First of all, why subject your Raspberry Pi to this level of stress? In the case of Raspberry Pi 4, the A72 CPU is so powerful that it can overheat if it doesn't have enough cooling. This results with the CPU being governed (slowed down) to reduce the electrical energy being consumed, and in turn, reducing heat generation.


How hot can you get your Raspberry Pi 4? Let's find out!

So first things first, why would you test how hot your Raspberry Pi 4 can get? That's because this A72 processor can get so hot that it will be slowed down. It will go from the gigahertz range, down to the megahertz range just to protect itself, now that's a dramatic drop in speed and it's completely avoidable depending on the Raspberry Pi and the cooling options be it in case or out of case and something like Stressberry allows you to take a look at the whole picture and make sure that wherever your Raspberry Pi is, it's not going to slow down ever again.

So Stressberry is a repo on GitHub, it's matured over the last few months, the most useful part about Stressberry really is taking raw data and putting it into a chart. I've put together a guide that basically digests that whole experience, I kick off with the setup on how to install it, stress testing and give you some example graphs. I also ran into an issue and I've got to fix that, if you run into the same problem let's wind back a step and actually install this on a Raspberry Pi, just in case you're following this guide so boot up your Raspberry Pi, open up the terminal and then run these commands, just copy and paste the first line which will install stress onto your Raspberry Pi and then run the second command, which is going install Stressberry.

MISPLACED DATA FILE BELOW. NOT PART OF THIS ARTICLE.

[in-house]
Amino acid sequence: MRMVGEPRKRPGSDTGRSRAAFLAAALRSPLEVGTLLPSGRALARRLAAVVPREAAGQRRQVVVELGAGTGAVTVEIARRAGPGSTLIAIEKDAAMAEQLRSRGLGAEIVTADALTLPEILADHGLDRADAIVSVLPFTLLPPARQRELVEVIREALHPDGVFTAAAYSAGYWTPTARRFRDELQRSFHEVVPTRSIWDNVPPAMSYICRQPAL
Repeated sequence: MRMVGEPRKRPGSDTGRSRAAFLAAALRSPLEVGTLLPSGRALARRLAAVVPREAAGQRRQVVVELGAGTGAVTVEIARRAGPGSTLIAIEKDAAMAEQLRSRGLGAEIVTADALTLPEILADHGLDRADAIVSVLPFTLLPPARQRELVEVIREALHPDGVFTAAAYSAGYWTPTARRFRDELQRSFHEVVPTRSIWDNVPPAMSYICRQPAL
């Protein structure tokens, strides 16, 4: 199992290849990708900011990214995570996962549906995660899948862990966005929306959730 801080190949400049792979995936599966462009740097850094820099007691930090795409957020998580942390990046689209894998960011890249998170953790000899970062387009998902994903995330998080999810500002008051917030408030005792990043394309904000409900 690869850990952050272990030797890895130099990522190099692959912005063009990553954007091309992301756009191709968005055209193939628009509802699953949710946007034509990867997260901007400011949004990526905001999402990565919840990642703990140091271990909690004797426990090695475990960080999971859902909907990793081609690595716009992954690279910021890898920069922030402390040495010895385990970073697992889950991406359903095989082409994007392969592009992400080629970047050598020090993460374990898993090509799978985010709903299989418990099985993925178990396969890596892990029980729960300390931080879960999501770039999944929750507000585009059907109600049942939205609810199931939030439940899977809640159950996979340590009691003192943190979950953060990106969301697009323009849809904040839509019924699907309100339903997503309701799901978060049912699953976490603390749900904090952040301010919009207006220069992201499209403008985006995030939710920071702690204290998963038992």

Stressberry will do two things, first is capturing data that takes a long time it's going to be incrementally checking the CPU temperature, making sure it's stable and then it will load up the CPU and it'll progressively grab the temperature over time and then it will have a bit of a cool-off period at the end, so you can actually see how the CPU in its environment is cooling down. The second step is taking that output data and turning it into a chart. That chart will show all of the information over time, so starting from the very start of the test, all the way over to the end of the test and what you end up with is a great visual representation of what happened throughout that whole process.

Testing on your bench is a little bit unfair because it's the perfect scenario, because the Raspberry Pi is often exposed to the atmosphere and putting it inside a case or inside a drawer will really cram that temperature because the whole environment will heat up. Before we kick off and do step one of grabbing the data, let's create a local folder inside our home directory so that those files but whether they're output files or their images, PNG images they're going to be in one place. As you can see here, I'm making a new directory inside the home directory it's called temperature tests, so here's the command for step one, it's a long command. This is going to generate an output file over 30 minutes that will have incremental temperature samples, used for plotting in step two.